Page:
I point out that it took the Covid-19 crisis to make me fully appreciate the extent to which the UK’s model for funding the arts make the creative industries’ very existence so precarious. On the continent, especially in Germany, it is not uncommon for opera companies and venues to receive 80% of their income in direct government subsidy, meaning that reopening with a small, socially distanced audience is a practical short-term solution, in contrast to the UK where the reverse economic model, or something even more parsimonious, is the norm and reopening a distant dream at present. Polly observes that, in addition to this, those companies that receive Arts Council England funding (Longborough Festival Opera does not) have been encouraged over recent decades to become even more self-reliant, by developing entrepreneurial and community ventures. As a result, “their quotas have diminished still further, and now they are being punished for their creative and economic initiative. It’s a perverse situation.”

I wonder if the ‘big voices’ within classical music have done enough to make themselves heard with sufficient vociferousness and passion? It seems as if artist leaders in the field of theatre, for example, have been more forceful in making the extremity of the disaster which faces their industry publicly known; other than Sir Mark Elder and Sir Simon Rattle ’s warning about the dire situation facing the UK’s orchestras, published in The Guardian in early June, I haven’t been aware of an co-ordinated campaigns to increase public awareness, garner support and force action. Should the classical music industry be shouting louder and banging fists on the Culture Secretary Oliver Dowden’s door?

Inside Longborough PG.jpgPolly Graham. Photo credit: Matthew Williams-Ellis.

Polly reminds me that others have spoken out. An open letter to the Guardian signed by singers and choral leaders including Dame Sarah Connolly, Bob Chilcott and John Rutter warned of the threat to choral traditions, reminding us that “Singing in a choir is not only about communality, social cohesion and harmony; for many it is an essential source of emotional wellbeing and positive mental health.” And, many freelancers have spoken out about the hardships they are experiencing and the frightening void ahead. Polly confirms that dialogue between opera companies is ongoing. Moreover, a national appeal and petition by #OneVoiceCampaign has been initiated.

And, shortly after my conversation with Polly, Boris Johnson pledged £1.5 billion to keeps the arts afloat during the on-going coronavirus crisis. This is of course enormously welcome, although the details about how and to whom the funds will be allocated have still to emerge: it’s just as important, if not more so, to protect and support freelancers, community and amateur arts, and arts education as it is to save the nation’s leading cultural institutions from collapse.

As Polly says, the government must properly support the arts industries in order for artists to return to work and find ways of continuing to make work and create live experiences which are an essential part of our collective, shared imagination. And, for Longborough, it’s important that the Festival keeps the conversation with its audiences alive and continues to keep doing things - hence an imminent announcement about plans for the remainder of the summer. “This dialogue with our audience is the essence of why we are here at all.”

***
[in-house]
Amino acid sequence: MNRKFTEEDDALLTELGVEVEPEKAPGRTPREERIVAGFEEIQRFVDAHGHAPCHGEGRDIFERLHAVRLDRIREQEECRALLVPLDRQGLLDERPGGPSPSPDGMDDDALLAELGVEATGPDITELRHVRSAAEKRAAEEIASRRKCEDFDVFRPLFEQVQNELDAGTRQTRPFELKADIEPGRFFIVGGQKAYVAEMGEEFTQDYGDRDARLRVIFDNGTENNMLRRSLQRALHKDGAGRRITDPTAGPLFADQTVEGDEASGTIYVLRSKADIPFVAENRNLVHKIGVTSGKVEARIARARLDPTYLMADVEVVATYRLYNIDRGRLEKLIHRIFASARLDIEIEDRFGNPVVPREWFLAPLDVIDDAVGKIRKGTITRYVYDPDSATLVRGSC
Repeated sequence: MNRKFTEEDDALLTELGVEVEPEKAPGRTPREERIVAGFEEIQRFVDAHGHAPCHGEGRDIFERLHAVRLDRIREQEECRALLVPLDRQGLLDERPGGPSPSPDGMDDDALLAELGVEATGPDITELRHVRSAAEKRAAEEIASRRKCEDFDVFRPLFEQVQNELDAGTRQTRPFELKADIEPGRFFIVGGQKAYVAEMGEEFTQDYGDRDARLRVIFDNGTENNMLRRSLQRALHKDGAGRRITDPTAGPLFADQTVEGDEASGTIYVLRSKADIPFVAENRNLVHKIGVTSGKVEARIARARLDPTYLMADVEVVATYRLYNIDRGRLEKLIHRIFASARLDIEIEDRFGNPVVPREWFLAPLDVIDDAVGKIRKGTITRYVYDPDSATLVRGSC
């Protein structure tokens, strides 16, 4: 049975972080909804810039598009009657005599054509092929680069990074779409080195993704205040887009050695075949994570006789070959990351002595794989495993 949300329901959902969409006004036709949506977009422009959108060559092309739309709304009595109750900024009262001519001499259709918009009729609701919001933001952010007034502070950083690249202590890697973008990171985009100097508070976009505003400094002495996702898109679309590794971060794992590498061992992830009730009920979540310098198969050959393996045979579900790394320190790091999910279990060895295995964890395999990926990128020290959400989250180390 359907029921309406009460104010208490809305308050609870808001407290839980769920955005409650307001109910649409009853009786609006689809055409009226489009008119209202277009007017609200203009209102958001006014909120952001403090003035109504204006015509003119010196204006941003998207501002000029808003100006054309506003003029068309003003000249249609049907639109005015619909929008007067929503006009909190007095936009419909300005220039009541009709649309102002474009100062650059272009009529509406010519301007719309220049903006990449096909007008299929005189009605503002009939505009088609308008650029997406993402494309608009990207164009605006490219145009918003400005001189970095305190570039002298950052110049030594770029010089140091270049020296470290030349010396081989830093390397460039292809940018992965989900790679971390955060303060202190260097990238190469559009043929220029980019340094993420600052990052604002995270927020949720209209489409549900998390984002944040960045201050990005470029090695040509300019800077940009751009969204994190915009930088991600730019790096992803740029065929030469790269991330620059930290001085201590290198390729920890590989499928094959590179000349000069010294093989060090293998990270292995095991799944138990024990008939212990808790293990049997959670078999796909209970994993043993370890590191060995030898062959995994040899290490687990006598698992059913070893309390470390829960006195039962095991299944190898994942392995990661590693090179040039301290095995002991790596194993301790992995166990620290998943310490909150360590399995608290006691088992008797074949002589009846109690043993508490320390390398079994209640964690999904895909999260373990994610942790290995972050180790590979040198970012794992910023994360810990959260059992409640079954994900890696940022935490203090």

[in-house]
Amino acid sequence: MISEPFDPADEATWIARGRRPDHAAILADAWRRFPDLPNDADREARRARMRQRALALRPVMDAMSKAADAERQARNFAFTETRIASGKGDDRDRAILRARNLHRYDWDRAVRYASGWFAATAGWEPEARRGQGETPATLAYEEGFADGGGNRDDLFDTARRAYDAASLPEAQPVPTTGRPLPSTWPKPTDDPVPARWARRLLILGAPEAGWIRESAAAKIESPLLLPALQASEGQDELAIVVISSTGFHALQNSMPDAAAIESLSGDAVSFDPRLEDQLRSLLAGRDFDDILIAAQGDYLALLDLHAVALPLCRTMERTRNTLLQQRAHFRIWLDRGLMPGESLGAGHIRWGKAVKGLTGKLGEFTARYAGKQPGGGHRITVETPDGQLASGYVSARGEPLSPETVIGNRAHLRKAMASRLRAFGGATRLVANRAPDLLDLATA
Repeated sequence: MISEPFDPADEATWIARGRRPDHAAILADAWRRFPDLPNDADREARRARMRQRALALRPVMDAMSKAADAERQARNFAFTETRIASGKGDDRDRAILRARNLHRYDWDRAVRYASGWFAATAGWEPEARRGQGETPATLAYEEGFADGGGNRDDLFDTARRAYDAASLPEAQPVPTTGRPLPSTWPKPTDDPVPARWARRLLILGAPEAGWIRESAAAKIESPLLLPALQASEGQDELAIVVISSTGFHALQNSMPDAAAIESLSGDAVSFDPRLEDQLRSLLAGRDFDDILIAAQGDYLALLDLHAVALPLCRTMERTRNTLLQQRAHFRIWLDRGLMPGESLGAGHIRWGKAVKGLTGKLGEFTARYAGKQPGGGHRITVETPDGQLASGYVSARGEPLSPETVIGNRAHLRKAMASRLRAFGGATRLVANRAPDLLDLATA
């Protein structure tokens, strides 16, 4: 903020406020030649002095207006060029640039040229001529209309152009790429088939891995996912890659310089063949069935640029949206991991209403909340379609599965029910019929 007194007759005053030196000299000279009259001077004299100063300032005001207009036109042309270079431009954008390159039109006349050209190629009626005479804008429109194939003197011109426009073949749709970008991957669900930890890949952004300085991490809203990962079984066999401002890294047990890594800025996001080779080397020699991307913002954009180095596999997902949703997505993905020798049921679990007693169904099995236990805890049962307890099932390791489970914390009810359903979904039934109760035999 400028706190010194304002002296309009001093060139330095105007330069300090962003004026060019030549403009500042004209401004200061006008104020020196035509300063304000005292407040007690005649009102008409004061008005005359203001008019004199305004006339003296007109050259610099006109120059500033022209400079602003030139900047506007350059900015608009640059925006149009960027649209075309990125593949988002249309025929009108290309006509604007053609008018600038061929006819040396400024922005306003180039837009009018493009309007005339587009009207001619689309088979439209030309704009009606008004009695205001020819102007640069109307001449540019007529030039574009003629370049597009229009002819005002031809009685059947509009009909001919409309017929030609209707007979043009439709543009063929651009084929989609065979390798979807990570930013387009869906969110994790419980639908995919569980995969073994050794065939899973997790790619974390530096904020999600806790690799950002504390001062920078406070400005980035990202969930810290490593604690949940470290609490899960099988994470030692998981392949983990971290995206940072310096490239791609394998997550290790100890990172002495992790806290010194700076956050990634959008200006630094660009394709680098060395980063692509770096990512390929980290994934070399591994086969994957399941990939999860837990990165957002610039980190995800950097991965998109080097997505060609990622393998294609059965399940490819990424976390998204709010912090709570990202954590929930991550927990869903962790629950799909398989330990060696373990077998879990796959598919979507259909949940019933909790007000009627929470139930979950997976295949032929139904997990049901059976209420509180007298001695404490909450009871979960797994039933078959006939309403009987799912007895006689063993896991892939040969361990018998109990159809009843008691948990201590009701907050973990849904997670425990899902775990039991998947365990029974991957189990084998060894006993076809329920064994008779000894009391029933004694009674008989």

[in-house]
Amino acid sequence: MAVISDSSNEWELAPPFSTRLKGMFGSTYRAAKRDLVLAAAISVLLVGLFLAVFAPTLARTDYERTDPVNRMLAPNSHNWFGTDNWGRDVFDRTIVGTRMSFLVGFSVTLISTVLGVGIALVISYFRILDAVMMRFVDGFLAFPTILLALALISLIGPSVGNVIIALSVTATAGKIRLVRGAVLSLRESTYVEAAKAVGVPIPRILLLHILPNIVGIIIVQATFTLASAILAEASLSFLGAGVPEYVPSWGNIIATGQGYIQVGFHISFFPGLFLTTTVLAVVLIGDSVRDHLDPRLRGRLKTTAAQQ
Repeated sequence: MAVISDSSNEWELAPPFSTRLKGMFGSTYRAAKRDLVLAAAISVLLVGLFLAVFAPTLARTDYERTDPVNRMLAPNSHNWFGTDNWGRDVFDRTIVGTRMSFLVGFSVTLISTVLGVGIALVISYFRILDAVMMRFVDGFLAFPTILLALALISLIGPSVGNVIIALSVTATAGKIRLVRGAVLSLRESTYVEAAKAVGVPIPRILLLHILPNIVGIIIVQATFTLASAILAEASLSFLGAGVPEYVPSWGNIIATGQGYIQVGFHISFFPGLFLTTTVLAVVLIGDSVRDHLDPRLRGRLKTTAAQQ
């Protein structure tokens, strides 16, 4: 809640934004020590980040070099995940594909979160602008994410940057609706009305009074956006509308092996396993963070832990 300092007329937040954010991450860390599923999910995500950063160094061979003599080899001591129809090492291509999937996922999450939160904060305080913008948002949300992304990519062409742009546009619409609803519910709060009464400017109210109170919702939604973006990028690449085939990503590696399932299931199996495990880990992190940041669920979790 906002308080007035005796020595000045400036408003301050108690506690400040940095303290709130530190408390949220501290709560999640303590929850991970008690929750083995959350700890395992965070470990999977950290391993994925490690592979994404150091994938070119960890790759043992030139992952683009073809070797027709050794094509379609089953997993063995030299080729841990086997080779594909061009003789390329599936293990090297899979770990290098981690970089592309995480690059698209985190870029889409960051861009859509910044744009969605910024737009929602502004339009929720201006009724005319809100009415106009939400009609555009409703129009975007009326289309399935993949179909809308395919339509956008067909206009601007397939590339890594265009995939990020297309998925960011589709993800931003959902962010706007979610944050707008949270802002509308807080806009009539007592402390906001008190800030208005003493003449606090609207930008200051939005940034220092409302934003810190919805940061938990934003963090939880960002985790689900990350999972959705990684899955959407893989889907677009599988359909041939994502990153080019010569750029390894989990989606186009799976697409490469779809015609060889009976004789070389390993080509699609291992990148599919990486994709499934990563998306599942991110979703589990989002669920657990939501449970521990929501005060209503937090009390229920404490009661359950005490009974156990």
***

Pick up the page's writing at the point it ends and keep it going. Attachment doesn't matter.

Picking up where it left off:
It would be easy to end our conversation dwelling on current forecasts of doom but there will surely be brighter times ahead. Longborough Festival Opera has just announced its 2021 programme (4 June - 3 August 2021) which will ‘rescue’ three of the four productions planned for the ill-fated 2020 season - Wagner’s Die Walküre, Monteverdi’sThe Return of Ulysses and Janáček’s The Cunning Little Vixen. Director Cal McCrystal’s schedule prevents the staging of the fourth 2020 production, The Elixir of Love, next summer, but Polly is thrilled that Mozart’s Così fan tutte will replace Donizetti’s comic opera, in a re-scored version for The Barefoot Band conducted by Lesley Anne Sammons. As for her own directorial debut, she adds, “I’m delighted to be collaborating with conductor Robert Howarth on The Return of Ulysses - Monteverdi’s beautiful, compassionate drama of homecoming. Though one of the earliest operas it feels startlingly modern. This will be performed on period instruments, but the production will reflect the drama through a contemporary lens.” For a taste of things to come, Polly has directed a short animated film by illustrator Amber Cooper-Davies, inspired by the opera:

For the remainder of the Ring cycle, Longborough will perform Götterdämmerung in 2022, and celebrate the theatre’s 25th anniversary in 2023 with the full cycle of Der Ring des Nibelungen as originally intended. 2023 will contain a new production of Siegfried.

Opportunity will come from crisis, Polly believes. “We have an opportunity now to really interrogate why we are here and what we should be. In some ways, I’m even more excited.”

Claire Seymour

How to Buy Tickets

Tickets will go on public sale in March 2021, with priority booking available to members of Longborough Festival Opera . Further information can be found at

The Longborough Podcast

In June 2020, Longborough Festival Opera launched a new podcast, featuring today’s brightest stars for a series of conversations about the world of opera.

The Longborough Podcast offers listeners the opportunity to hear directly from the artists and figures at the forefront of the industry. Each episode explores a particular composer, work or role, welcoming friends from the world of opera and the arts - including singers, players, directors, conductors and more - for some thought-provoking discussions.

The podcast is available free of charge at and on Spotify, Apple Podcasts, Google Podcasts, Acast and Stitcher.